Since the end of May, there has been consistent protesting about the evil of racism in our country. The protests have led to greater and broader discussions about how racism is manifested by creating and allowing unjust systems that threaten the health and safety of our brothers and sisters of color.
During a protest, I viewed a sign that said, “I don’t understand, but I stand with you.” What an honest statement from a person who recognizes they do not experience this injustice, but are willing to listen, support and walk with those who are less valued because of the color of their skin.
This was one of many phrases I have seen and heard over these few weeks as hundreds of thousands of people have marched in the streets or spoke out to shed light on the darkness of racial injustice in the many systems of our country.
As I immersed myself in the news and discussions about the state of our country and the call for reform and systematic change, I realized there are many parallels to this issue and how the church has faced the sexual abuse crisis over the past 20 years.
The current pursuit of justice is a call for deeper awareness, understanding and systematic change from millions of voices. It is a similar plea from the many who have sought validation, accountability and change due to sexual abuse by ministers representing the Catholic Church.
“End the silence, End the violence,” was also a sign that was held during another protest.
We know from experience in the church that abuse thrives in the darkness of silence. In silence, there is no awareness, responsibility or accountability.
But with a willingness to listen, provide support and understanding, serve as an advocate and ensure a safe environment that protects and promotes healing, change can happen.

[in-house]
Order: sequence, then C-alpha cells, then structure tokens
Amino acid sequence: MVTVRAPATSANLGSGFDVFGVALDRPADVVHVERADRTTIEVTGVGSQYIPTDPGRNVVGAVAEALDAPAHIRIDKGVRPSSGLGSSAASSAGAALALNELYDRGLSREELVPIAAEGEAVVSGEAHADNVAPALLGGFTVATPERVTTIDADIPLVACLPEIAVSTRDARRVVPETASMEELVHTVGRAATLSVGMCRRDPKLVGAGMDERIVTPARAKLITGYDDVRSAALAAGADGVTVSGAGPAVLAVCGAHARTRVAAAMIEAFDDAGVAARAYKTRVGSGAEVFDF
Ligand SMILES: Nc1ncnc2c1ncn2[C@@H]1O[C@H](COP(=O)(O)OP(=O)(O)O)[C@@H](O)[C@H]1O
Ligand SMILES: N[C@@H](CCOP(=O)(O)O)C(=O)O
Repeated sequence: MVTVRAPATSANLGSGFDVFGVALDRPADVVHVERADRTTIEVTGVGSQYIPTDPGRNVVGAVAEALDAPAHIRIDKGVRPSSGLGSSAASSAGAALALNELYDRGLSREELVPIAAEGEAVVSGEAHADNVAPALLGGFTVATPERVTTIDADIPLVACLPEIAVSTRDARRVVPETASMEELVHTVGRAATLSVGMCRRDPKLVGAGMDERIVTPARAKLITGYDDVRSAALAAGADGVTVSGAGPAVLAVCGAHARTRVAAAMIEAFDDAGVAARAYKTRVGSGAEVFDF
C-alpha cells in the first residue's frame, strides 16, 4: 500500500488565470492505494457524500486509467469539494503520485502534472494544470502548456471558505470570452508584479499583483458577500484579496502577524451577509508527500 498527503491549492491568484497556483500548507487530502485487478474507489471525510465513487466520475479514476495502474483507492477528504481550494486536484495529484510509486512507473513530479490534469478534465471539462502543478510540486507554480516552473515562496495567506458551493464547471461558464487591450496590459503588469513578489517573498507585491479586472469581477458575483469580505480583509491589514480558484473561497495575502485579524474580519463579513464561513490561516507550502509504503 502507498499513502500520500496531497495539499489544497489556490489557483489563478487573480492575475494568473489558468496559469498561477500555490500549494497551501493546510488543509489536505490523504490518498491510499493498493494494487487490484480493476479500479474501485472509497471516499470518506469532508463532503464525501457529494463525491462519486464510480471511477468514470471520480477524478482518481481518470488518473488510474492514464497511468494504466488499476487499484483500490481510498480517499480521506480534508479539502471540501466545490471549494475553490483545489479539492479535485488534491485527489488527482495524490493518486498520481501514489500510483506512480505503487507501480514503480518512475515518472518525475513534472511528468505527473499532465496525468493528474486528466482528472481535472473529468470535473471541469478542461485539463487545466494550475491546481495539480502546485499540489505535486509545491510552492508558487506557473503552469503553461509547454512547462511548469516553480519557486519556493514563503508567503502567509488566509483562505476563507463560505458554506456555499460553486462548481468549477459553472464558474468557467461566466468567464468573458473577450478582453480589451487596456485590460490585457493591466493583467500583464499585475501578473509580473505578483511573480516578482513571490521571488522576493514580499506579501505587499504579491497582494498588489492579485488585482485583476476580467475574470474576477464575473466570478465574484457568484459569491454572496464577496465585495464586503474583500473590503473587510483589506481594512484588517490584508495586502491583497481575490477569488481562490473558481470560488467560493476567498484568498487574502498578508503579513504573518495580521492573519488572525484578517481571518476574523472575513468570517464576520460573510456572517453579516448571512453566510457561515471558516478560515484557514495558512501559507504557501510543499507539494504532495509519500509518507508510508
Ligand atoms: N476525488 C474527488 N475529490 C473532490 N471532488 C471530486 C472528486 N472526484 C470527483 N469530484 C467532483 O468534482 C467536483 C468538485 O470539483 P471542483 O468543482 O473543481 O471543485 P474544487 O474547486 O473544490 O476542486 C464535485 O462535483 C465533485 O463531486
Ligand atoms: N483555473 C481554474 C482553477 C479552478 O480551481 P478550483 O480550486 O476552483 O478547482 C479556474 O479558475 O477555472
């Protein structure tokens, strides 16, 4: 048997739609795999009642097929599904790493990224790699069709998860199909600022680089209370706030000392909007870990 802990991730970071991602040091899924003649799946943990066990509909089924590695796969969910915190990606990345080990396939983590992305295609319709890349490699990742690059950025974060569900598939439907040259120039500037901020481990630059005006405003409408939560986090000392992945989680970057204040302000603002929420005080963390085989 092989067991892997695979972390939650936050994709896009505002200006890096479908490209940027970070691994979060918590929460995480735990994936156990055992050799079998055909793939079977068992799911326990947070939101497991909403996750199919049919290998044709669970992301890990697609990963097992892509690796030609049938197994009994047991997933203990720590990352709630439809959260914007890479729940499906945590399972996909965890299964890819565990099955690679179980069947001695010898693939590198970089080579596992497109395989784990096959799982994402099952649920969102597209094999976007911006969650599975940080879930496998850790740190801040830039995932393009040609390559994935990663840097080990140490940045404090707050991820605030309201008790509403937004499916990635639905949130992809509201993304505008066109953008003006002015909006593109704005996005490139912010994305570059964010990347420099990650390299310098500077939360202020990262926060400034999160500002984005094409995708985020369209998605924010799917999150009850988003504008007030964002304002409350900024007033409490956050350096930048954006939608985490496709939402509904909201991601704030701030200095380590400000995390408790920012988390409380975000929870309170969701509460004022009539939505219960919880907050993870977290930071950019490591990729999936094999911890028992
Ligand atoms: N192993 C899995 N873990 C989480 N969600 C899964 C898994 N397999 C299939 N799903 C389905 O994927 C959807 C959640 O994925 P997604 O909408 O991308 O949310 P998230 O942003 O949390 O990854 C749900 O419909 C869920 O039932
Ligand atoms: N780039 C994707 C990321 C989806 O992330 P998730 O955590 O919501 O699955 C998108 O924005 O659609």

When it came to addressing abuse in the church, bishops and all Catholics had to recognize and acknowledge this reality. The process of acknowledgment did not come without feelings of anger and disillusionment. In the beginning, there was a denial of the facts, ignorance and minimization of the problem, blaming of victims and attempts to seek easy and quick answers.
Acceptance of the problem and its many causes came with the realization that the system had to change and everyone in it had to give up some of the old ways of doing things in order to have a more just, healthier and open community of faith for all.
Of course, Catholics profess their commitment to the dignity and respect of all human life and seeking justice because it is our foundational call of Jesus.
Some had to face their discomfort of talking about the issue of sexual abuse. Others had to recognize that ministers can betray our precious and most vulnerable members and that some leaders had abused their power. Tangibly, all ministers, clerics and laity had to humble themselves and consent to trainings and background checks. Catholics were asked to invest in the education of children and members, the cost of accountability and the healing process of our brothers and sisters who were victimized.
But with persistence and each person’s willingness to recognize the need for change, the offering of healing and making accommodations, we began to see change. This required empathy, love, humility and effort from those not directly impacted and it will always require an ongoing commitment from leaders and the faithful.
Pope Francis on June 3, 2020, spoke directly to all people of the United States. He reminds us of the dignity of all people and our responsibility to acknowledge and seek justice:
“We cannot tolerate or turn a blind eye to racism and exclusion in any form and yet claim to defend the sacredness of every human life.”